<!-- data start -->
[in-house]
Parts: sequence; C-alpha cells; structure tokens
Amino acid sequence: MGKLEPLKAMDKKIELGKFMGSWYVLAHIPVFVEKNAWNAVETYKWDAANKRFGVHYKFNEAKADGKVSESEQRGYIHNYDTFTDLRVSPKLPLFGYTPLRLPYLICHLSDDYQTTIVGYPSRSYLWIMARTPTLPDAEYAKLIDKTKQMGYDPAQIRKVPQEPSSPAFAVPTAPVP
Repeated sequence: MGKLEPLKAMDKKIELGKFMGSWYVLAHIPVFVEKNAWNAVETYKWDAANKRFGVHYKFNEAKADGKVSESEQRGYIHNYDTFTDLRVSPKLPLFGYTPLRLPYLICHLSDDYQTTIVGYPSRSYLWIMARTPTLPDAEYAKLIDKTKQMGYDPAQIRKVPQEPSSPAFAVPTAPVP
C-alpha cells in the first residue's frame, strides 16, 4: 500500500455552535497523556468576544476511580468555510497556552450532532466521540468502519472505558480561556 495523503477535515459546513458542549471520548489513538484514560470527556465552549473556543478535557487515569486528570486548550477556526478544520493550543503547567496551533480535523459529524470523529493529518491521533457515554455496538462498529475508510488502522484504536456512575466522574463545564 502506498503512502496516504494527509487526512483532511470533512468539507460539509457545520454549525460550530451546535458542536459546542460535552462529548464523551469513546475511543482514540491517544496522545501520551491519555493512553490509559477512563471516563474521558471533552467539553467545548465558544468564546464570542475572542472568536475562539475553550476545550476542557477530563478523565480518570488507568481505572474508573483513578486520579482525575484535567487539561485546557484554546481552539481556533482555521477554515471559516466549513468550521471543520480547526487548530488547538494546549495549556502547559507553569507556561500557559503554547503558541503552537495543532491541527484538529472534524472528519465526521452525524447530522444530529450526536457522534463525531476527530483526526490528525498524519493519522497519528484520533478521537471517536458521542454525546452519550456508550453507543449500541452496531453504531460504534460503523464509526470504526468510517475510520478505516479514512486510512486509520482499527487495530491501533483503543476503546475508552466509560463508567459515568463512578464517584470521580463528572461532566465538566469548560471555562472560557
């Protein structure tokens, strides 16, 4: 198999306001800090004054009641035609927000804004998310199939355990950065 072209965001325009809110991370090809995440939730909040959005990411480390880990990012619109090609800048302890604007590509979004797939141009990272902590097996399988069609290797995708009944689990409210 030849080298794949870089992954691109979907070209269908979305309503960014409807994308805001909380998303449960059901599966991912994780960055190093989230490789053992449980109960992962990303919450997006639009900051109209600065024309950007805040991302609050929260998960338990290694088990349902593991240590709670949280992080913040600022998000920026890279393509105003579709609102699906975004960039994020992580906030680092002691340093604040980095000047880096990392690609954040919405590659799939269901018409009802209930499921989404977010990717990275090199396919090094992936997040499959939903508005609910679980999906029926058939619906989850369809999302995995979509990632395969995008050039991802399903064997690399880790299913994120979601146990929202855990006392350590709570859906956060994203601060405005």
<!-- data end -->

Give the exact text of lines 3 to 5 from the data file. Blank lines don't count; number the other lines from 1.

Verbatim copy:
Amino acid sequence: MGKLEPLKAMDKKIELGKFMGSWYVLAHIPVFVEKNAWNAVETYKWDAANKRFGVHYKFNEAKADGKVSESEQRGYIHNYDTFTDLRVSPKLPLFGYTPLRLPYLICHLSDDYQTTIVGYPSRSYLWIMARTPTLPDAEYAKLIDKTKQMGYDPAQIRKVPQEPSSPAFAVPTAPVP
Repeated sequence: MGKLEPLKAMDKKIELGKFMGSWYVLAHIPVFVEKNAWNAVETYKWDAANKRFGVHYKFNEAKADGKVSESEQRGYIHNYDTFTDLRVSPKLPLFGYTPLRLPYLICHLSDDYQTTIVGYPSRSYLWIMARTPTLPDAEYAKLIDKTKQMGYDPAQIRKVPQEPSSPAFAVPTAPVP
C-alpha cells in the first residue's frame, strides 16, 4: 500500500455552535497523556468576544476511580468555510497556552450532532466521540468502519472505558480561556 495523503477535515459546513458542549471520548489513538484514560470527556465552549473556543478535557487515569486528570486548550477556526478544520493550543503547567496551533480535523459529524470523529493529518491521533457515554455496538462498529475508510488502522484504536456512575466522574463545564 502506498503512502496516504494527509487526512483532511470533512468539507460539509457545520454549525460550530451546535458542536459546542460535552462529548464523551469513546475511543482514540491517544496522545501520551491519555493512553490509559477512563471516563474521558471533552467539553467545548465558544468564546464570542475572542472568536475562539475553550476545550476542557477530563478523565480518570488507568481505572474508573483513578486520579482525575484535567487539561485546557484554546481552539481556533482555521477554515471559516466549513468550521471543520480547526487548530488547538494546549495549556502547559507553569507556561500557559503554547503558541503552537495543532491541527484538529472534524472528519465526521452525524447530522444530529450526536457522534463525531476527530483526526490528525498524519493519522497519528484520533478521537471517536458521542454525546452519550456508550453507543449500541452496531453504531460504534460503523464509526470504526468510517475510520478505516479514512486510512486509520482499527487495530491501533483503543476503546475508552466509560463508567459515568463512578464517584470521580463528572461532566465538566469548560471555562472560557